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An Overview of the Washington, D.C., Triathlon By Dr. Geoffrey Mountvarner

Held annually each June, the Washington, D.C., Triathlon gives athletes the opportunity to compete against each other against a backdrop of national monuments in the nation’s capital. The race incorporates swimming, biking, and running. Swimming takes place in the Potomac River, which runs through the city. As the city features many scenic parks, competitors enjoy beautiful scenery during the biking portion of the race. Finally, the athletes complete the run along the monument corridor and end up at the base of the U.S. Capitol.

The upcoming triathlon features two courses: the Sprint Distance course and the International course. The Sprint course incorporates a 0.8-kilometers swim, a 20-kilometer bike route, and a 5-kilometer run. The International course is a USA Triathlon-approved race, requiring competitors to swim 1.5K, bike 40K, and run 10K.

About Dr. Geoffrey Mountvarner: Dr. Mountvarner participated in the first Washington, D.C., Triathlon. He is the author of the book What Matters Most Is What You Do Next: Dealing with Adversity.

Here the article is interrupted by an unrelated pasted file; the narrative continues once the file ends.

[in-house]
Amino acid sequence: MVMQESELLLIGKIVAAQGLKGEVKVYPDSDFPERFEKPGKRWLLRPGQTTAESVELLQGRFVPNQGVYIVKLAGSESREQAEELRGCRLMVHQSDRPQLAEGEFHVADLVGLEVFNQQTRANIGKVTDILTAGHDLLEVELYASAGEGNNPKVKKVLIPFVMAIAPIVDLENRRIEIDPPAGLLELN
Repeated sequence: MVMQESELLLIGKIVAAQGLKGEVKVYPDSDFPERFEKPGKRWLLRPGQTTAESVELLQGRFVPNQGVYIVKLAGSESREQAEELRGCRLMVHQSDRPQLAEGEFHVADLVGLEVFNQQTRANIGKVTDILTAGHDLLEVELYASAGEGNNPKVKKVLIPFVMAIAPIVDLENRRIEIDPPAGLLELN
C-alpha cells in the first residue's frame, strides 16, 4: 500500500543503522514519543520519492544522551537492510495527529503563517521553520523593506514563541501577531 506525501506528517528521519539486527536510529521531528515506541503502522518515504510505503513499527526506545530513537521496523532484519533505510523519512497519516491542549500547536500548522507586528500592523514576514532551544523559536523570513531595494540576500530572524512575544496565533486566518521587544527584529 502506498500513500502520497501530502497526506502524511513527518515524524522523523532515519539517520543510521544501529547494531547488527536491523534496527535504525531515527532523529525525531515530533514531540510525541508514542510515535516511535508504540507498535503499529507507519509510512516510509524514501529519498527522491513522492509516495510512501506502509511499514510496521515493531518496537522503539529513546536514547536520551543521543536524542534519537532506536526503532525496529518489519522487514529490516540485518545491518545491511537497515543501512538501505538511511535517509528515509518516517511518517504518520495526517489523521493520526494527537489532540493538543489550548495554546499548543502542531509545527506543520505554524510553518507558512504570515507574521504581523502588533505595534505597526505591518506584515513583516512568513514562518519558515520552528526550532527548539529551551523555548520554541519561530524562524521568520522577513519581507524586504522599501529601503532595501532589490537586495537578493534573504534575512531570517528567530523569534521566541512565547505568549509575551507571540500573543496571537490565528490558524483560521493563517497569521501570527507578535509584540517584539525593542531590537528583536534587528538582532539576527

The recent acclaimed movie The King’s Speech brought the subject of stuttering to the forefront of our collective consciousness. A communication disorder exhibiting repetitions, prolongations, or abnormal stoppages in speech, stuttering also may provoke unusual body or facial movements as the stutterer struggles to speak. There is no correlation between emotional trauma and stuttering, also called stammering, or between intelligence and stuttering. Dr. Geoffrey Mountvarner, a congenital stutterer, serves as the Chief of Emergency Medicine and Interim Chairman of Howard University Hospital in Washington, D.C. Dr. Mountvarner finally mastered the disorder in his mid-30s.